Coventry

  • An Irish family in Britain, with strong Ballyhaunis connections who campaigned to have an Irish language phrase on their late mother's headstone was finally able to put the stone in place yesterday (St Patrick’s Day). 

    Last month, the highest ecclesiastical court in Britain overturned a decision by a judge in a lower court, who had ruled that Margaret Keane's inscription must carry an English translation, in case passersby thought the Irish message was a political slogan. 

    This cleared the way for the words "in ár gcroí go deo" - meaning "in our heart forever" - to be written on the headstone in 'The Meadow' - a new annex to the older churchyard of St Giles, in Coventry 

    The ruling also said that parish records must record the English translation.

    73-year-old Mrs Keane, formerly of Waterford and Meath, passed away in August 2018. She had lived most of her life in Coventry. She was a dinner lady in the local school for 26 years, and was a stalwart of the GAA in Coventry and the country of Warwickshire. She received a President's International Award at a ceremony in Croke Park in 2017. 

    She is survived by her husband Bernard and children Collette, Michael, Vincent, Bernadette, Caroline, and Donna.

    Her husband, Bernie, is a regular visitor to Ballyhaunis where his brothers Patsy and Emmet run Keane’s Kitchens. He was a former Provincial president of the GAA in Britain, and was a noted hurler.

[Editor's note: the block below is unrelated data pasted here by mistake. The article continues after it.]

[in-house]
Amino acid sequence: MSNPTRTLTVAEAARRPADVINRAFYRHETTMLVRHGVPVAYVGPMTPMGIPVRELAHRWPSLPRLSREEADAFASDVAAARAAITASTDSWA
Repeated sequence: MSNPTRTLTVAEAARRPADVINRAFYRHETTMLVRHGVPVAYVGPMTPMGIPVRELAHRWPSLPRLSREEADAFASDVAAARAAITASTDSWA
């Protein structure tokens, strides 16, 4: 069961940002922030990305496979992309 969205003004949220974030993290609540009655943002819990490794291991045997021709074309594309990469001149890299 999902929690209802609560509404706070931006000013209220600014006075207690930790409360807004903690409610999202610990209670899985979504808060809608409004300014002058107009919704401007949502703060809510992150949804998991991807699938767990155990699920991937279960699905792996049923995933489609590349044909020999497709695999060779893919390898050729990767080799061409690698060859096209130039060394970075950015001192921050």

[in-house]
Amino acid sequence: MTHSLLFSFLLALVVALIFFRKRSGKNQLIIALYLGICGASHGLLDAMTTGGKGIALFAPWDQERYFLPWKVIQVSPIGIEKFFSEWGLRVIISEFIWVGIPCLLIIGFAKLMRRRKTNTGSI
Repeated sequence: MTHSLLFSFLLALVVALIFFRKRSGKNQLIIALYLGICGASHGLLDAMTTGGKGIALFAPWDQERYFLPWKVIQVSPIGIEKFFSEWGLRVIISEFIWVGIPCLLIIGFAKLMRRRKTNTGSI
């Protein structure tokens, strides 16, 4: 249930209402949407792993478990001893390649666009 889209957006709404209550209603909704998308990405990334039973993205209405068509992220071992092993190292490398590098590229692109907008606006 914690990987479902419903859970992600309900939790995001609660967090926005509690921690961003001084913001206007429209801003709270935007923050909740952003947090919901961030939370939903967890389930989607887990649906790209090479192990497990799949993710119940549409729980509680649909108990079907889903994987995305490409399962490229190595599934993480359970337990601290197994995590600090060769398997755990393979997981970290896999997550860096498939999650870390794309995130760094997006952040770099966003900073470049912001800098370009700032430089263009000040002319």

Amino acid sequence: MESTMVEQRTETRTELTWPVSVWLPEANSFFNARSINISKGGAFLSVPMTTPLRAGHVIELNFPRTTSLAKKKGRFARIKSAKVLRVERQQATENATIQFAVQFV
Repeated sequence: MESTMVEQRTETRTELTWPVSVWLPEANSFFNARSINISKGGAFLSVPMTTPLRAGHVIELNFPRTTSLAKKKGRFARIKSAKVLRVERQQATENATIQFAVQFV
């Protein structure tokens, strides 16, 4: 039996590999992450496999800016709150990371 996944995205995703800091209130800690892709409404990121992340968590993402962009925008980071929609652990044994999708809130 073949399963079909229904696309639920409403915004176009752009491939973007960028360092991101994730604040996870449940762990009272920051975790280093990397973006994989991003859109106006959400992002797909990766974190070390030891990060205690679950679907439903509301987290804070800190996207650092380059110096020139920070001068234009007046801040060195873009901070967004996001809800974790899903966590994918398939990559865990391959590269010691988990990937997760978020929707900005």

• The family of a Ballyhaunis man in the UK has won an appeal in the country's highest ecclesiastical court to have an inscription in Irish on their mother's grave in Ash Greeen, Coventry.

    A decision by a judge in a lower court had ruled Margaret Keane's inscription must carry an English translation, in case passersby thought the Irish message was a political slogan.

    The decision was overturned in a ruling yesterday evening in the Court of Arches, the highest appeal court in the Church of England. 

    The way has now been cleared for the words "in ár gcroíthe go deo" - meaning "in our hearts forever" - to be written on her gravestone. 

    However, parish records must record the English translation.

    Margaret's husband Bernard Keane is a native of Ballyhaunis and was a former Provincial president of the GAA in Britain.

    Margaret was also a senior figure with the Coventry GAA and received a President’s International Award at a ceremony in Croke Park in 2017.

    She died in July 2018 at the age of 73, and her gravestone can now be erected according to family wishes, and will carry a Celtic Cross, GAA logo and the words "as Gaeilge".